The turnaround came after a frustrating afternoon for Sanders delegates, when it seemed the convention’s rules committee was parting ways from the party’s platform committee by thwarting their call for democratic reforms. The Sanders campaign won 13 million votes, 1,900 delegates and broke the party’s fundraising records for the number of small donors, the delegates told the room, in part to push for concessions on the reforms they sought.
But before panel chair Barney Frank called a recess after 4pm, the convention Rules Committee repeatedly rejected a series of reforms to their “superdelegate” system, despite the pleas of Sanders delegates who urged the 165-member body to accommodate millions of voters who want a more open and less rigged presidential nominating process.
Superdelegates are top elected federal and state officials, state party leaders and key allies like labor union executives who can cast a vote for the presidential nominee and also sit on a range of convention committees, from drafting the platform to rules. For months, Sanders and his supporters have complained that the system gave Clinton an unfair lead as hundreds of party officials sided with her before states even started voting, which tilted the media coverage despite Sanders rallies drawing many thousands.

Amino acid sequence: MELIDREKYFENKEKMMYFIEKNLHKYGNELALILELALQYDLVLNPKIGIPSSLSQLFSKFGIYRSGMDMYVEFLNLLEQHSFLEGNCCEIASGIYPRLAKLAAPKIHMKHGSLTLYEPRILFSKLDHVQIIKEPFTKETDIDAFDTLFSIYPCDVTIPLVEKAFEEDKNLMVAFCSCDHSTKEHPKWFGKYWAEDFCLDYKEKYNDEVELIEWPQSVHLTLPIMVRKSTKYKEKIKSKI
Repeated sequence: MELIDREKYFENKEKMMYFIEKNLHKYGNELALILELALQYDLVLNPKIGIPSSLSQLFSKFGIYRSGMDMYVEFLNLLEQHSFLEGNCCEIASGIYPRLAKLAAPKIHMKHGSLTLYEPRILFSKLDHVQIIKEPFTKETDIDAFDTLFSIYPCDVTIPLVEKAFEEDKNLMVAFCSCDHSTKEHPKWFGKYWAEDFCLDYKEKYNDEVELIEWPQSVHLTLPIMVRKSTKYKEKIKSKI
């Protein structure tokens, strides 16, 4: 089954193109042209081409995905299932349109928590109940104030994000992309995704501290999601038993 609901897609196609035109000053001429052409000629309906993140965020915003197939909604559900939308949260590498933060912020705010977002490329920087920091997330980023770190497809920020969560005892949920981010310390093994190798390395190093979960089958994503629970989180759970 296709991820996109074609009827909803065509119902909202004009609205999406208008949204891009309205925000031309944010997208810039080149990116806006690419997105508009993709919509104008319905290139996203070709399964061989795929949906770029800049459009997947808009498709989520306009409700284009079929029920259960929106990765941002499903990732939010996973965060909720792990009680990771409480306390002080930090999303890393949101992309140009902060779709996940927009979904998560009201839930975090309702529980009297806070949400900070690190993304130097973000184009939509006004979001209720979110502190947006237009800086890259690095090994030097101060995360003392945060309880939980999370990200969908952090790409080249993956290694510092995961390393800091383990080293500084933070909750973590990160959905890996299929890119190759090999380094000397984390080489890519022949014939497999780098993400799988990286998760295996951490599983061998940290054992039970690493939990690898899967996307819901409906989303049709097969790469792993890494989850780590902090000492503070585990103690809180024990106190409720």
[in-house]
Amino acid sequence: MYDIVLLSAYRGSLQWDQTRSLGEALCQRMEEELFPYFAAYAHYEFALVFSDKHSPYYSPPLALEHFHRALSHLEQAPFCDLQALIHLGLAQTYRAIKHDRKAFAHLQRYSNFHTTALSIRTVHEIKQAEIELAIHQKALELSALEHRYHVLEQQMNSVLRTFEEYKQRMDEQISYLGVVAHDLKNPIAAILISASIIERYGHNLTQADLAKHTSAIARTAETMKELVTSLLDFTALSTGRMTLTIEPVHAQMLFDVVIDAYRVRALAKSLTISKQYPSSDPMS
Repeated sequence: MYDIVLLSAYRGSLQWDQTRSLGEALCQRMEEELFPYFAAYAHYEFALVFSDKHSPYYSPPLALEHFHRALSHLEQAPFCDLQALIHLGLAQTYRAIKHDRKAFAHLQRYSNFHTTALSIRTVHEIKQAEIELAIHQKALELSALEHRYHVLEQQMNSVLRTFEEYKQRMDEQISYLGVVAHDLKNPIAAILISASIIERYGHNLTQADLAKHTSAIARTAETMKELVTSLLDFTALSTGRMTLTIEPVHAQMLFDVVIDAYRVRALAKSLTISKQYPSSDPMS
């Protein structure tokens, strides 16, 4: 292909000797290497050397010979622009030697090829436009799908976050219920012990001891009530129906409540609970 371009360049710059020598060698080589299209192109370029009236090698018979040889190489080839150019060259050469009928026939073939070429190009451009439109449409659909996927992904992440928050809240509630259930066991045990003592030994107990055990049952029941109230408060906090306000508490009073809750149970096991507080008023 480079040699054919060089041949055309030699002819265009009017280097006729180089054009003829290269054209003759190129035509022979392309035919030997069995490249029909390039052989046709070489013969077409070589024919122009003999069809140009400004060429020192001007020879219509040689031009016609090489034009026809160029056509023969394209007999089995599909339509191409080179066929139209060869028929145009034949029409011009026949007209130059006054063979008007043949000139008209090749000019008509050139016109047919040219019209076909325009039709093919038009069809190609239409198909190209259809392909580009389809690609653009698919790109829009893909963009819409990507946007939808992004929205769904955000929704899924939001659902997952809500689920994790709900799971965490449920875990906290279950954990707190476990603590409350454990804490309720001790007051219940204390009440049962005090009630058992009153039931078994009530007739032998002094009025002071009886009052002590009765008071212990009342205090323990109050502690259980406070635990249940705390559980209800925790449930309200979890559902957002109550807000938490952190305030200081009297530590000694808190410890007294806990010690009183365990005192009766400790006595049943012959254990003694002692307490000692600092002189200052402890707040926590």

His delegates were hoping to convince the party to change that system, as well as reform the caucus process and adopt more open primaries, in which any voter, not just registered Democrats could participate. But several hours into hearings on Saturday seemed to signal that a majority of the rules panel were not willing to shake up the party’s status quo.
Before they broke to negotiate and propose the commission, the panel heard short debate and then voted down a handful of reforms, from eliminating the system of superdelegates in its entirety to reducing their numbers and limiting their voting.
“I am asking those of you from the Clinton camp to take heed,” said Julie Hurwitz, a Sanders delegate from Detroit, speaking in favor of a compromise that would have let superdelegates vote if there was no clear nominee on the first convention ballot. “I would ask you to not just blindly vote no, no, no… The stakes are so high that I plead for you to take this issue seriously.”
“We have had these rules in place for 30 or 40 years,” said George Albro, a Sanders delegate from New York, responding to those who said now was not the time to act. “We’ve had a lot of time to study it. We don’t have a lot of time to change it. If we walk out of this room with our heads hanging low… The only standard that we are holding the DNC to is the standard of democracy.”
But a series of amendments were repeatedly rejected by two-to-one margins, especially after longtime officeholders said the superdelegate system never swayed a presidential nomination by ignoring the popular vote.